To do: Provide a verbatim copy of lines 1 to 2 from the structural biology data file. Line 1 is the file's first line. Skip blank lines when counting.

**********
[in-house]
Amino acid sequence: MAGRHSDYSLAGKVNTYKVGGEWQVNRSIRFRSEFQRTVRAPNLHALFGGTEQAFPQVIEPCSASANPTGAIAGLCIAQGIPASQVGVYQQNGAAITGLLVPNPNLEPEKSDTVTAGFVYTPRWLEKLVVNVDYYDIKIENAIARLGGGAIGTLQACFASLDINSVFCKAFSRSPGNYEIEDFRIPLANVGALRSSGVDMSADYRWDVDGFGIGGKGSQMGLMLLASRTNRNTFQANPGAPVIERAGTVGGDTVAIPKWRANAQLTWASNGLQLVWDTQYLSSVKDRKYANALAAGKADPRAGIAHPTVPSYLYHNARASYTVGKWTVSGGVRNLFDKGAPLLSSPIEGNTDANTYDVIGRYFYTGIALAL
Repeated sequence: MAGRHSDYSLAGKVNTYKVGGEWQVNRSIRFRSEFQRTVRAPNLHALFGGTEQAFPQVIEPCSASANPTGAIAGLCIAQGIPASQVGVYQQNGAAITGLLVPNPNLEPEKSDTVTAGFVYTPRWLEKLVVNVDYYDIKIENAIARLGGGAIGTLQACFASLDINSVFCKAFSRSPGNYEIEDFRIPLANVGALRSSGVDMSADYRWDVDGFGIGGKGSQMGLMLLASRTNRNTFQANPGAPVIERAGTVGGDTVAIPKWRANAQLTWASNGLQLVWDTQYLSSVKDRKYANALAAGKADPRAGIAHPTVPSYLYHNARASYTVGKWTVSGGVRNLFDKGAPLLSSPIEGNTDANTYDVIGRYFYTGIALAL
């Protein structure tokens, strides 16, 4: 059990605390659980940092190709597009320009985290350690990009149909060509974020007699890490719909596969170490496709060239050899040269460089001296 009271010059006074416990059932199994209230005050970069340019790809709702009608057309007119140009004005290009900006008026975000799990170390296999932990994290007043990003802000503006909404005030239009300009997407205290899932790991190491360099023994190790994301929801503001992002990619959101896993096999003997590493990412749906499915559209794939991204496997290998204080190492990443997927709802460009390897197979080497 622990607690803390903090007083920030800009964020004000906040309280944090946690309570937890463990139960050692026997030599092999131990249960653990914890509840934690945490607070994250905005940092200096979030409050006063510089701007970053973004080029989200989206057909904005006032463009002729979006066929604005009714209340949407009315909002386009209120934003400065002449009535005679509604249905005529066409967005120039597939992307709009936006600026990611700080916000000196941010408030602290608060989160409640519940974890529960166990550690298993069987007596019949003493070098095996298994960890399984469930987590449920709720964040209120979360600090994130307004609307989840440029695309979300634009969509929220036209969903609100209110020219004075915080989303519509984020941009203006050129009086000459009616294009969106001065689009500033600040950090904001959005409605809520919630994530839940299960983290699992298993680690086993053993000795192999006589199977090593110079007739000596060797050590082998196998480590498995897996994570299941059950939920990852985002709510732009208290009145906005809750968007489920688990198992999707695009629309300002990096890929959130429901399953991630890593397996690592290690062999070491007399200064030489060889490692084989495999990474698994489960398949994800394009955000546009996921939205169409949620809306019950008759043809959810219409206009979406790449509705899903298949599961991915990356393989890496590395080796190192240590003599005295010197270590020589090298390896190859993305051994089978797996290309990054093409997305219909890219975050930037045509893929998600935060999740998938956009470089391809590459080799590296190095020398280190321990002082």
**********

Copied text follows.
[in-house]
Amino acid sequence: MAGRHSDYSLAGKVNTYKVGGEWQVNRSIRFRSEFQRTVRAPNLHALFGGTEQAFPQVIEPCSASANPTGAIAGLCIAQGIPASQVGVYQQNGAAITGLLVPNPNLEPEKSDTVTAGFVYTPRWLEKLVVNVDYYDIKIENAIARLGGGAIGTLQACFASLDINSVFCKAFSRSPGNYEIEDFRIPLANVGALRSSGVDMSADYRWDVDGFGIGGKGSQMGLMLLASRTNRNTFQANPGAPVIERAGTVGGDTVAIPKWRANAQLTWASNGLQLVWDTQYLSSVKDRKYANALAAGKADPRAGIAHPTVPSYLYHNARASYTVGKWTVSGGVRNLFDKGAPLLSSPIEGNTDANTYDVIGRYFYTGIALAL